Stamp Duty (Temporary Provisions) Bill

Part of the debate – in the House of Commons at 10:58 pm on 20th January 1992.

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Photo of Alan Beith Alan Beith Shadow Spokesperson (Treasury) 10:58 pm, 20th January 1992

The Bill does not address the housing crisis. That does not mean that it ought necessarily to be opposed. I am not clear, having listened to the speech of the hon. Member for Wrexham (Dr. Marek), whether the Labour party intends to oppose the Bill. I do not believe that it should be opposed and I intend to say why. Nevertheless, it is a wholly inadequate response to a desperate housing crisis.

The unlocking of council house money that is in council bank accounts—the receipts from council house sales—and the use of a significant part of that money to replace the houses that have been sold and to deal with the homelessness that so many local authorities face would be of considerable benefit to the housing market. A more determined effort to stem the repossessions and to turn mortgages into rents for those for whom a mortgage is no longer a financially viable option would be a significant contribution to the solution of the housing crisis. An attempt to attract private capital into the purchase and building of homes for rent could also make a significant contribution.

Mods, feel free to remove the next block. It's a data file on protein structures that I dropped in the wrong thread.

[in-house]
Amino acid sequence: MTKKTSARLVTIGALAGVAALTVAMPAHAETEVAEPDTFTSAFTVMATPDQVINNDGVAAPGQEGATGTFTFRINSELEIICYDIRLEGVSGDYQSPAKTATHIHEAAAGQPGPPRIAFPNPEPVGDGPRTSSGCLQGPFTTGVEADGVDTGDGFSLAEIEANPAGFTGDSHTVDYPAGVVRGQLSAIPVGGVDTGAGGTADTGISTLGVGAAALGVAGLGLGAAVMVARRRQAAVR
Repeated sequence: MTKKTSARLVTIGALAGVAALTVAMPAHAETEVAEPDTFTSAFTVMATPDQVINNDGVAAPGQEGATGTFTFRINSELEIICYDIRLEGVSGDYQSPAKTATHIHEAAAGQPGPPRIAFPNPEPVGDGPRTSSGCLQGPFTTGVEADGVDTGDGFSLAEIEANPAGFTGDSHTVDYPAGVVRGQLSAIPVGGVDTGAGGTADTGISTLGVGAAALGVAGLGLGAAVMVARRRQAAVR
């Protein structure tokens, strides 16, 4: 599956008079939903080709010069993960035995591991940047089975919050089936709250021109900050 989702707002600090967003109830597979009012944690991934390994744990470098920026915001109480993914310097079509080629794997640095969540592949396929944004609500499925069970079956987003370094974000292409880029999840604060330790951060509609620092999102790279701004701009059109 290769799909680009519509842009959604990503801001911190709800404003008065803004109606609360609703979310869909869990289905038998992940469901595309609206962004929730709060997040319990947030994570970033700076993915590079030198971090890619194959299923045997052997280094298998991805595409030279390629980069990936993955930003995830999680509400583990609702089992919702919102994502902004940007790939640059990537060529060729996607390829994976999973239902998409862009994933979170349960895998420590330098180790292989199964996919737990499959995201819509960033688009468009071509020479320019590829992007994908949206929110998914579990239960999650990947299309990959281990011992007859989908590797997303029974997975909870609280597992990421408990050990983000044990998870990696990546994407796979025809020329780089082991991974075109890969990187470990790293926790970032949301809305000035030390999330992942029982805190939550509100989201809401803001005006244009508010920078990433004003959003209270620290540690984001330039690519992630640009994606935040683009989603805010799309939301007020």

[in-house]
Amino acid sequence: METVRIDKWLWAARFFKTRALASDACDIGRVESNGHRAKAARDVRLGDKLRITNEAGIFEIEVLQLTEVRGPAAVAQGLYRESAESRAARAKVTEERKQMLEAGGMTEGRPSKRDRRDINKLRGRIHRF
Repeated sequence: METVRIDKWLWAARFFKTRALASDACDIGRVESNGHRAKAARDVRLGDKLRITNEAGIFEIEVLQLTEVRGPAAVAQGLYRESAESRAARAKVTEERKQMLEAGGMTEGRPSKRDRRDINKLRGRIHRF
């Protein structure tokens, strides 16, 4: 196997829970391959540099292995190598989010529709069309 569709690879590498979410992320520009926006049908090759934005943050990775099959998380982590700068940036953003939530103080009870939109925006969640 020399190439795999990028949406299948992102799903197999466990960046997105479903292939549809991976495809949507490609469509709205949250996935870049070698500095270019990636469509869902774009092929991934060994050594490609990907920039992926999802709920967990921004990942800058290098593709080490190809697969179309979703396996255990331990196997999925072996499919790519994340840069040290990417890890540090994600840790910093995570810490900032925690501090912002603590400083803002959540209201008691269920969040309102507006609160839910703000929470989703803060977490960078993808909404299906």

The Government have not sought the most cost-effective solution. The use of the business expansion scheme for building houses to rent has not proved a cost-effective means of stimulating the private rented sector. It is important to enlarge that sector, and the Labour party could encourage the investment of substantial capital by making it clear that there will be no wholesale imposition of rent controls.